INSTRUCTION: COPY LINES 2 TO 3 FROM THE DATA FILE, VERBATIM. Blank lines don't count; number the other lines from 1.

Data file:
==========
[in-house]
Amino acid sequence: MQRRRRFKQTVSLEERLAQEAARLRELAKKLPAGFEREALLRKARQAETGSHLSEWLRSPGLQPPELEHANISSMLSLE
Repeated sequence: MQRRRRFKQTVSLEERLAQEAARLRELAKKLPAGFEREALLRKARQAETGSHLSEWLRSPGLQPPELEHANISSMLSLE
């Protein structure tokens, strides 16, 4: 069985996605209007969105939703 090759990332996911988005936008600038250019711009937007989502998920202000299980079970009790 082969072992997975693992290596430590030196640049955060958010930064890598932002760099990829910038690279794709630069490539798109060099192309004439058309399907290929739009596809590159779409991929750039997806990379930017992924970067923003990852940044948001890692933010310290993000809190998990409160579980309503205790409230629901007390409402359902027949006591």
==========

Amino acid sequence: MQRRRRFKQTVSLEERLAQEAARLRELAKKLPAGFEREALLRKARQAETGSHLSEWLRSPGLQPPELEHANISSMLSLE
Repeated sequence: MQRRRRFKQTVSLEERLAQEAARLRELAKKLPAGFEREALLRKARQAETGSHLSEWLRSPGLQPPELEHANISSMLSLE